I learn best when I work with others. I talk my way to learning. I need the discourse to help me refine my ideas and to open up new avenues of thought and connections. My entire learning history is based on fusing my thoughts with the thoughts of others. So from that perspective I've always been a "cheater." In the spirit of my need to connect I ran my ideas by Mariana Funes who has turned me onto the blog of Jose Luis Serrano and my good friend Rhonda Jessen where she also writes about cheating as a weapon in school.
So, I am a complete failure as a student. Just so you know upfront. My report cards in elementary school read something like this: Term 1- A, Term 2-B, Term 3-D. This started in Grade 1. I knew school wasn't really for me when I got into trouble for writing my own sentences, instead of copying the ones that Mrs. Lynch had written. And I was so angry that I couldn't write my own sentences and still get credit for it. I banged my head against that particular wall for years. Every report card read "needs to apply herself." And I talked too much. I didn't "try" hard enough.
Well, of course I didn't try! What was the point? I wasn't allowed to learn what I wanted to learn and express myself in the way I wanted to express myself and don't get me started about my inability to finish projects on time because of my obsessive compulsive need to make everything "perfect" (I've sort of got over that-maybe.) So I "failed" my way through elementary and then "failed' my way through secondary. It's not that I couldn't do the work, I just didn't want to do it. I did what interested me and left the rest. I made sure that I would pass all the exams and when I could, I would negotiate with my teachers a different way to do the assignment- something that made sense to me and was interesting to do. I was learning some of the time, but I wasn't happy and almost left school (only the threat of not being able to go to university kept me there.) I was the despair of my teachers. I was told that I would be incapable of completing university. But I applied anyway and got in. I explained my erratic marks to "stresses" at home. (Which was true enough, but not the real reason.)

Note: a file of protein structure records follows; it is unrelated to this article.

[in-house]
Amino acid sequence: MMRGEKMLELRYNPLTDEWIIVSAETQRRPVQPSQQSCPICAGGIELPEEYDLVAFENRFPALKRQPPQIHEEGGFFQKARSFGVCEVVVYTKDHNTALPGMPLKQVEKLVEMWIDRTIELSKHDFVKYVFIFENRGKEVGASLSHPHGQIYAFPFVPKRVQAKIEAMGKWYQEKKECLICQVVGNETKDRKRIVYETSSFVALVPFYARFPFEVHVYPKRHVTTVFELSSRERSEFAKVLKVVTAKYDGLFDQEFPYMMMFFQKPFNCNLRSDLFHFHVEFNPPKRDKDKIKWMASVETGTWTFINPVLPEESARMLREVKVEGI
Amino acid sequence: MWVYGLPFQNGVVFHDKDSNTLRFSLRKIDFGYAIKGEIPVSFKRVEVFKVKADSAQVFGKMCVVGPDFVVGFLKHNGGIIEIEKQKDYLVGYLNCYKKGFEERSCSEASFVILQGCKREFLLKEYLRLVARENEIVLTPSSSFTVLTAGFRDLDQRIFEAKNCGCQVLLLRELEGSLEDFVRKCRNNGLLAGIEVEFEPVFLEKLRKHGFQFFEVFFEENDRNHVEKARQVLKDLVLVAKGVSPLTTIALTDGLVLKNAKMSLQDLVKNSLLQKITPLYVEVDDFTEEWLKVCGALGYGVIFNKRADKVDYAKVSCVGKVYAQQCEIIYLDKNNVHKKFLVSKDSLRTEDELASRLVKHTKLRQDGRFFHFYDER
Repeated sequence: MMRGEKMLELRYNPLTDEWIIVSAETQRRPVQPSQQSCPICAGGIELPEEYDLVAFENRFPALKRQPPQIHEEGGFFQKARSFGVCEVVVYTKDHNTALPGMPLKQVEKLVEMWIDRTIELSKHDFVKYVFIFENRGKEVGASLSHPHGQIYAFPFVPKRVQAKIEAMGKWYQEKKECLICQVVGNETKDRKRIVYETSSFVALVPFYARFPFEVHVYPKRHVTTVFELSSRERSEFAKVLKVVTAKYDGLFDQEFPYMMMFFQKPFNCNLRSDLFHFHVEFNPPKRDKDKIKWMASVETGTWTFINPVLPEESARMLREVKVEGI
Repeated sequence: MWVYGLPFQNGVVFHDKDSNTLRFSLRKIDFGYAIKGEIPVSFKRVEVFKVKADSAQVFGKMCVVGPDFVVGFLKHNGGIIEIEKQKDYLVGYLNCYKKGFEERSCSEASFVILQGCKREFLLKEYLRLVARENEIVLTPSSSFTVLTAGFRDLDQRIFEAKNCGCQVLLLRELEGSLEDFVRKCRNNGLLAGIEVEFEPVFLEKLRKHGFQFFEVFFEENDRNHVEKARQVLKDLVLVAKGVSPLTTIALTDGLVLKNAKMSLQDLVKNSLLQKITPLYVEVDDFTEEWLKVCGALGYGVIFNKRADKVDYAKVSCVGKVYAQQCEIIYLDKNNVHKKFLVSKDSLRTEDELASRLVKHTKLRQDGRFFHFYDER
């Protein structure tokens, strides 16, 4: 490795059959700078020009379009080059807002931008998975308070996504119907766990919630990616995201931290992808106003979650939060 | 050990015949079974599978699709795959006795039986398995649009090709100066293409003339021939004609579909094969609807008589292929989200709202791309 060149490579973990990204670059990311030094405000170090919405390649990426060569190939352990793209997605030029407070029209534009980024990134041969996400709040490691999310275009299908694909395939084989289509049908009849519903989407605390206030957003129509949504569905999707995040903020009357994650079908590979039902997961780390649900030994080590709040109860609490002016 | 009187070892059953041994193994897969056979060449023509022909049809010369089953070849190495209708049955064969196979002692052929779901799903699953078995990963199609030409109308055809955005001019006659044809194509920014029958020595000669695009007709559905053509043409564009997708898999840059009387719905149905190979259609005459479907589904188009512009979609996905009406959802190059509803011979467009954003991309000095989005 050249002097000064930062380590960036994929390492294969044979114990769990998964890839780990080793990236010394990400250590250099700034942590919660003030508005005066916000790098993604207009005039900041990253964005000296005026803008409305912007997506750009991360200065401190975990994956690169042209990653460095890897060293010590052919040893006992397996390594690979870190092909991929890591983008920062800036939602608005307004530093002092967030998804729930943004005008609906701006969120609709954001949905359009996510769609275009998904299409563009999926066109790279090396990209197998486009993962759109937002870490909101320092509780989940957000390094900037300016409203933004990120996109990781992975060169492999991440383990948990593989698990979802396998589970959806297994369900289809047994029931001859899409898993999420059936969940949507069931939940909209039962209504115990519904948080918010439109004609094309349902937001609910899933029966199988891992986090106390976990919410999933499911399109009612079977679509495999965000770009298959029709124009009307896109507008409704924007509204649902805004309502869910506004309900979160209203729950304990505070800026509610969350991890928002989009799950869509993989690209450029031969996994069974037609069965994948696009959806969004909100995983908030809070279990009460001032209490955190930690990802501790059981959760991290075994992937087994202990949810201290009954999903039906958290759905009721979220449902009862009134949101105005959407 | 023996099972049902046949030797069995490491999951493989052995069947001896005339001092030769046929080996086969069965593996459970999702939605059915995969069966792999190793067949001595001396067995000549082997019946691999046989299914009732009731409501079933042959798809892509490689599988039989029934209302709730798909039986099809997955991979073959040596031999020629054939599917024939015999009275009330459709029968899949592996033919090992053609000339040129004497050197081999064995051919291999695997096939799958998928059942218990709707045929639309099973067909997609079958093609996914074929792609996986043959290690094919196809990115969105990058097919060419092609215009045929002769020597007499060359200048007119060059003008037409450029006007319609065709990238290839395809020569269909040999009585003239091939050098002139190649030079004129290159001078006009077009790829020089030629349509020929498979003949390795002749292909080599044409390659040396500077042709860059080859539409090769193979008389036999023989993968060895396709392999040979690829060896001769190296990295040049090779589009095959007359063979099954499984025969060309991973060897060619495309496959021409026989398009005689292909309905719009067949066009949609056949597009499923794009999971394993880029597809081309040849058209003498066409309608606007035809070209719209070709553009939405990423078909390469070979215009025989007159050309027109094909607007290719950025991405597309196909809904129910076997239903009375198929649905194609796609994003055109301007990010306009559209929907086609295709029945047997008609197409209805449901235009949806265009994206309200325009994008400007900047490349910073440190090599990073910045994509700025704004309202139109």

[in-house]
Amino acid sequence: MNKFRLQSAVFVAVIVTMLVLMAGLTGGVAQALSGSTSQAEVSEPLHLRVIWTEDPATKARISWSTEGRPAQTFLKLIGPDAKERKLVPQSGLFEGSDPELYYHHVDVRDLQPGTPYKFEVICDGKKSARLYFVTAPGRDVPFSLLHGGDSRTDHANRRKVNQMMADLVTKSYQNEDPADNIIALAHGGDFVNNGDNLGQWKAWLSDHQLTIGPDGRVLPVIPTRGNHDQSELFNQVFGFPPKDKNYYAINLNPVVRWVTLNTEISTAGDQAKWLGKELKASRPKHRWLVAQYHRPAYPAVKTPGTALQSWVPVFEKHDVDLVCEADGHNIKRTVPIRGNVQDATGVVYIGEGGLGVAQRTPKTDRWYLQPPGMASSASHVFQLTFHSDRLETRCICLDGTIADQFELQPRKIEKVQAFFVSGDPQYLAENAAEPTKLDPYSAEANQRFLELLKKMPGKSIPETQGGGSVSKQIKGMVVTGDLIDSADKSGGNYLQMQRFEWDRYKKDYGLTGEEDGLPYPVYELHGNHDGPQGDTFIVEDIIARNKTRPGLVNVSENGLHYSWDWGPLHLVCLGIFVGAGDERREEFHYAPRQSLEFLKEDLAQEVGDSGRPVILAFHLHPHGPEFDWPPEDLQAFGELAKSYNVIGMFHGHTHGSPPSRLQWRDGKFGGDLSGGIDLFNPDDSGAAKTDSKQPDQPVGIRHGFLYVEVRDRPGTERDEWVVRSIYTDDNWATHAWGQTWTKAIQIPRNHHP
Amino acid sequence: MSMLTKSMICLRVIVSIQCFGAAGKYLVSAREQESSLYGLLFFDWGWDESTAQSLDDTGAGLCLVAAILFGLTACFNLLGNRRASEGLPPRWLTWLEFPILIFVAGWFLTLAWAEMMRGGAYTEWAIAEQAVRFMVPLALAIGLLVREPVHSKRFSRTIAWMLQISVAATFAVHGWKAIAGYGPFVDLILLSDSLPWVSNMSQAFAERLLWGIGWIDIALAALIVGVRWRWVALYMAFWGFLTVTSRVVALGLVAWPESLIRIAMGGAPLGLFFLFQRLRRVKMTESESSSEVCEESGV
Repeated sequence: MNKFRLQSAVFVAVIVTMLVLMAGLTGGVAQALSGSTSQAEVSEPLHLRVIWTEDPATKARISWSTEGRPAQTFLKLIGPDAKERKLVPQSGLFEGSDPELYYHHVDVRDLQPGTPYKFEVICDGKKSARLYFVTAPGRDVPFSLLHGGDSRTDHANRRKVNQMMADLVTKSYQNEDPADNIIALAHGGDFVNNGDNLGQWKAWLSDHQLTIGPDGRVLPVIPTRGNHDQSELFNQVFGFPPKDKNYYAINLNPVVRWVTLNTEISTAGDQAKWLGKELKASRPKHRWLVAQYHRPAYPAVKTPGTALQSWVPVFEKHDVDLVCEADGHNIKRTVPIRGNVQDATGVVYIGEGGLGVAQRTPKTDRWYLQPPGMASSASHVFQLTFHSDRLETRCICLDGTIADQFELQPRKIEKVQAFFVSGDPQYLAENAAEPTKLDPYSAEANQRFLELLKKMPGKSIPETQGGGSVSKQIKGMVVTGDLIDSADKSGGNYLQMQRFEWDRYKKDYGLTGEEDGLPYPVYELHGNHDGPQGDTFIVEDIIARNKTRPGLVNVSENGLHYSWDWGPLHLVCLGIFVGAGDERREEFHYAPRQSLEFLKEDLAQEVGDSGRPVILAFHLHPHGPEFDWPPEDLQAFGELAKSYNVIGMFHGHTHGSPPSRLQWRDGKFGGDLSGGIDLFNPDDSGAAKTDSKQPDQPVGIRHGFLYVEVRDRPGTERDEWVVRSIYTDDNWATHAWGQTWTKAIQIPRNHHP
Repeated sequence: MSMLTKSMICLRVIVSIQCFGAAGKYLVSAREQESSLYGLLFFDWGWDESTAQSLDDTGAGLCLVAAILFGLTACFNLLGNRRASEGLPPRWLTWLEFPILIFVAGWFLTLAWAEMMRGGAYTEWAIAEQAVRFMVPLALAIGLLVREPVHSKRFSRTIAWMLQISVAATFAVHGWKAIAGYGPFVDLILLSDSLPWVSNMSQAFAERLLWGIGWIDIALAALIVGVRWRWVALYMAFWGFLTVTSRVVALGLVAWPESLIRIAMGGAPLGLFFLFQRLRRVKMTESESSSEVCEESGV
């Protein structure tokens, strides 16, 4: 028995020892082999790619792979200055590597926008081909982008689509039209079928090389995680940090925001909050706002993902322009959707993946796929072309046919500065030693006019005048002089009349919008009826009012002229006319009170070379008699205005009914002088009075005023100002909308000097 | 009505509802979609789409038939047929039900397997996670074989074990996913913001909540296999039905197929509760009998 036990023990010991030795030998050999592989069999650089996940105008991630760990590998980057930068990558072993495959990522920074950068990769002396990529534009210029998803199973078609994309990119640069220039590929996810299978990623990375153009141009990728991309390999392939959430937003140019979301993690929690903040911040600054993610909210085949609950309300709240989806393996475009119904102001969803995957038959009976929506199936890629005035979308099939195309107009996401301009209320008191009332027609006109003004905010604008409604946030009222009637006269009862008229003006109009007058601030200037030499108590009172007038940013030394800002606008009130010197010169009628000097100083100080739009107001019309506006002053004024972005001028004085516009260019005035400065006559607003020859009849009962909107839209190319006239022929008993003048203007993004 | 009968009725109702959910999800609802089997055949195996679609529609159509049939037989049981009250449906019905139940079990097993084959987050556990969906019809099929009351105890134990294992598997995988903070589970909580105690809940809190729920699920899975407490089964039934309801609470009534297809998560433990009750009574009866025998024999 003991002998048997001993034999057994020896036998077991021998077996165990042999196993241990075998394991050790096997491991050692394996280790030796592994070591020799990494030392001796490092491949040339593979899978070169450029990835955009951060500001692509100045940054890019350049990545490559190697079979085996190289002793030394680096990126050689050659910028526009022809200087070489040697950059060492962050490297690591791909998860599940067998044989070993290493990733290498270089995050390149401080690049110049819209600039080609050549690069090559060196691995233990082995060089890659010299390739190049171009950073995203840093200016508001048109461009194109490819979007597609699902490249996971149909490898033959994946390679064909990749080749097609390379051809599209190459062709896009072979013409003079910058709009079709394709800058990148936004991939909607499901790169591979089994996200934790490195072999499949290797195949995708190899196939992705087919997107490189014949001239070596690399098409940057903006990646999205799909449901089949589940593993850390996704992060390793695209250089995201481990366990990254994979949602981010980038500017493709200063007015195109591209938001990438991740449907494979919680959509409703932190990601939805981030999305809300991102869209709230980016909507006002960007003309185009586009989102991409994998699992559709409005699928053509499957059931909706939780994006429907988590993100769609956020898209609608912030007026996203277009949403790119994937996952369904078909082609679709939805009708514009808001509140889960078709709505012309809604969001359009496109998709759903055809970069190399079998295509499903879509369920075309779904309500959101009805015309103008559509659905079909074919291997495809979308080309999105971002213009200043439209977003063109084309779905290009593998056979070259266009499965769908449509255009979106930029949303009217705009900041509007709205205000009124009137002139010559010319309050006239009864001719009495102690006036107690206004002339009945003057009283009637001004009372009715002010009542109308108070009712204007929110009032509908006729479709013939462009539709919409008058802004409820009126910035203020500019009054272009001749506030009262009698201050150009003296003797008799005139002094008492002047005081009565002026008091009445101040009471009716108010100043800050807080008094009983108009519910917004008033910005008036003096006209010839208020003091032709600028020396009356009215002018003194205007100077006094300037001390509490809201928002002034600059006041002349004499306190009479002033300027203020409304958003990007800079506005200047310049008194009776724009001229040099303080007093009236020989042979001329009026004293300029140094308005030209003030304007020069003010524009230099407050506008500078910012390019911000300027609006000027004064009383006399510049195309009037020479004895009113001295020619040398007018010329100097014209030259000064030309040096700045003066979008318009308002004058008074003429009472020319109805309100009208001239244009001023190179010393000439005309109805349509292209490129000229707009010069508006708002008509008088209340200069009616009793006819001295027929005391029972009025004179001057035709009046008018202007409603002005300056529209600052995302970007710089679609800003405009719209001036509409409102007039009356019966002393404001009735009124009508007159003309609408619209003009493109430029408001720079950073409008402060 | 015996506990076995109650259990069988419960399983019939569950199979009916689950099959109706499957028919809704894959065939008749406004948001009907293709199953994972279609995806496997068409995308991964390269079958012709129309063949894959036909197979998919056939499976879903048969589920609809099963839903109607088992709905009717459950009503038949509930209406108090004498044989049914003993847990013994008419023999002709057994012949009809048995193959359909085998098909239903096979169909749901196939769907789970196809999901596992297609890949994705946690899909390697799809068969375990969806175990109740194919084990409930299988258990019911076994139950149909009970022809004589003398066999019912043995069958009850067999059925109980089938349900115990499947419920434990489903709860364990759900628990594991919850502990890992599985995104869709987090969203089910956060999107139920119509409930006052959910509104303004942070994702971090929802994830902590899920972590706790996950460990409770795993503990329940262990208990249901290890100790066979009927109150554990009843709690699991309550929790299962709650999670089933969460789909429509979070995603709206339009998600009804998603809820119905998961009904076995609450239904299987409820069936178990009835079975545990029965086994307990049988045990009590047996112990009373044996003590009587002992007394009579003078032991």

So finally I was at university, the promised land of learning. Where I would be able to speak my mind, write what I really thought and pursue all of my various passions (according to my mother, who had gone to university in England.) Ha! Was I sold a bill of goods! Same old, same old. No, I was not allowed to disagree with the professor, no, I was not allowed to modify an assignment so it was more meaningful to me, no, do not write what you think, hand everything in on time, you must take this course to graduate, etc. etc. My undergraduate experience was shaping up to be a repeat of K-12. Except, as I took year three and year four courses suddenly I was allowed, no encouraged, to start writing what I was thinking, to modify assignments, to question (but not disagree with) the professor (as my sister says, you are allowed to savage other students with your intellect but not the professor.) But the damage had already been done. I had failed so often that when a legitimate life issue caused me to need to leave some courses mid-term, I was rusticated. A big academic black mark! I went back, finished up and thought, "no more university for me."